The system combines a router with custom sensors that harvest electricity from radio waves.
“The second piece, the access point, there we actually developed a custom solution on it, just a software modification that would enable the access point to act both as a good power delivery source and, simultaneously, also as a good Wi-Fi router.”
In other words, it achieves power over Wi-Fi in a way that both works with pre-existing hardware, and doesn’t interfere with your Internet connection.
As for Wi-Fi interference, there’s a hard cap on how much output of any kind your router can manage at once, sort of like how putting more ketchup on a hot dog leaves less room for mustard. But the UW team came up with a clever workaround to make sure neither charging nor connectivity goes sideways.
“If we wanted to just blast as much power as we possibly can, that would kill your Wi-Fi, because you’d have power on the channel all the time,” explains Bryce Kellogg, another researcher on the project. “We optimized the router so that we can deliver what seems like, to the sensor, constant power without impacting your Wi-Fi too much. Instead of having continuous power on one of your Wi-Fi channels, we split it among your three non-overlapping Wi-Fi channels. That allows us to deliver about the same amount of power without impacting any one channel very much.”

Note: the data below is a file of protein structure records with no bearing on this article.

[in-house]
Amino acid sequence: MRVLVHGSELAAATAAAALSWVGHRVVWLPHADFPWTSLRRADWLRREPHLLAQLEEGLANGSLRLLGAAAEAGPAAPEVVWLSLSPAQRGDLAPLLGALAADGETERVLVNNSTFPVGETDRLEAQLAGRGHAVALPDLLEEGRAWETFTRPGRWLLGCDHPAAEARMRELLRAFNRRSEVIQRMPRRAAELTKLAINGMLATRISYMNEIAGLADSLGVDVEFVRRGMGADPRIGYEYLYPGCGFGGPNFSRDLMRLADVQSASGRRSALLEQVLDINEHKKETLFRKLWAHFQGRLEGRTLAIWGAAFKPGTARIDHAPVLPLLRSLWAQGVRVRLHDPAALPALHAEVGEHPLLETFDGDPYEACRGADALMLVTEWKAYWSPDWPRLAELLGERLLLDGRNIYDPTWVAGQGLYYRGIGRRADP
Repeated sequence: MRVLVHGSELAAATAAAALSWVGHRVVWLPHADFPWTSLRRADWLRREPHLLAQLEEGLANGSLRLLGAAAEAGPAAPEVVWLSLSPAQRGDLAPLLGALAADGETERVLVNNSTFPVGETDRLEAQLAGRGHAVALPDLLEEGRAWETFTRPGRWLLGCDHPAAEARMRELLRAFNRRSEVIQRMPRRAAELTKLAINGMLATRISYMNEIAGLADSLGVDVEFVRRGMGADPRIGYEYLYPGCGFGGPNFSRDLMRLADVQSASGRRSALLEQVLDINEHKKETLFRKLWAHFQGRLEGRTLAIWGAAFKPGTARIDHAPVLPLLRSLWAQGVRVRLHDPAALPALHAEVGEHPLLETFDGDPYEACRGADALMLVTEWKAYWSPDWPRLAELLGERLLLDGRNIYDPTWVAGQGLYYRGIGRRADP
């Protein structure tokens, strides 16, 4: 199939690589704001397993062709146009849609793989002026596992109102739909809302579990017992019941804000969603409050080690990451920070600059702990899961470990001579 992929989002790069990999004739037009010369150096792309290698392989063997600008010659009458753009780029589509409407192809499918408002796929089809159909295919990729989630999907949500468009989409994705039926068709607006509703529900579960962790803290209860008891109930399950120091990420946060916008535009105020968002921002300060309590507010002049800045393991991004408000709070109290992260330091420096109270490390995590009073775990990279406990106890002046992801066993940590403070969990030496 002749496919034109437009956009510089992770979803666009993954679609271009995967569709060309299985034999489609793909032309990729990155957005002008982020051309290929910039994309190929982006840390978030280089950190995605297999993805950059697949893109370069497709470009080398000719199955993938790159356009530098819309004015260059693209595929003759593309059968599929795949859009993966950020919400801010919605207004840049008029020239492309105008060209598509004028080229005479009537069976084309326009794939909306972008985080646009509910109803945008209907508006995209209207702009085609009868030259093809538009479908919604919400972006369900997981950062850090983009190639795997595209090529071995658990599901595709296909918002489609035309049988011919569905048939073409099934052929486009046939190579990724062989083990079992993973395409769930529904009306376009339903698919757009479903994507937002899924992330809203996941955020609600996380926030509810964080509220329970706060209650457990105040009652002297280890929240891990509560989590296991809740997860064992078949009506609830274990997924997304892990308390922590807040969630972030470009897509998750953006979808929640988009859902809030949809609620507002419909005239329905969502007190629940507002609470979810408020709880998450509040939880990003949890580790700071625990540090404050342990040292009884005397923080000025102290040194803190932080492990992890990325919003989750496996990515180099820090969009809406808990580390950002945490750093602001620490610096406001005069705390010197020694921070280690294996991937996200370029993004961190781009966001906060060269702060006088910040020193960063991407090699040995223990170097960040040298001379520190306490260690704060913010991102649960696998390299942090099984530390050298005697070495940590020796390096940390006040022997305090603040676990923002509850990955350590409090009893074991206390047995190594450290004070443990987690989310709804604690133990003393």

I very much look forward to the day when you go to a wifi hotspot both to charge your device and browse the web.
The UW team has already installed functional systems in six Seattle-area homes, using Asus RT-AC68U routers outfitted with custom code. It’s worth noting both that the router model they used is several years old, and ultimately inconsequential. It could just as easily be the router in your office right now.
“The work we’ve published, you could think of it as the first proof of concept,” says Talla. “But it’s by no means the optimal solution. We’re actively working to make it better.”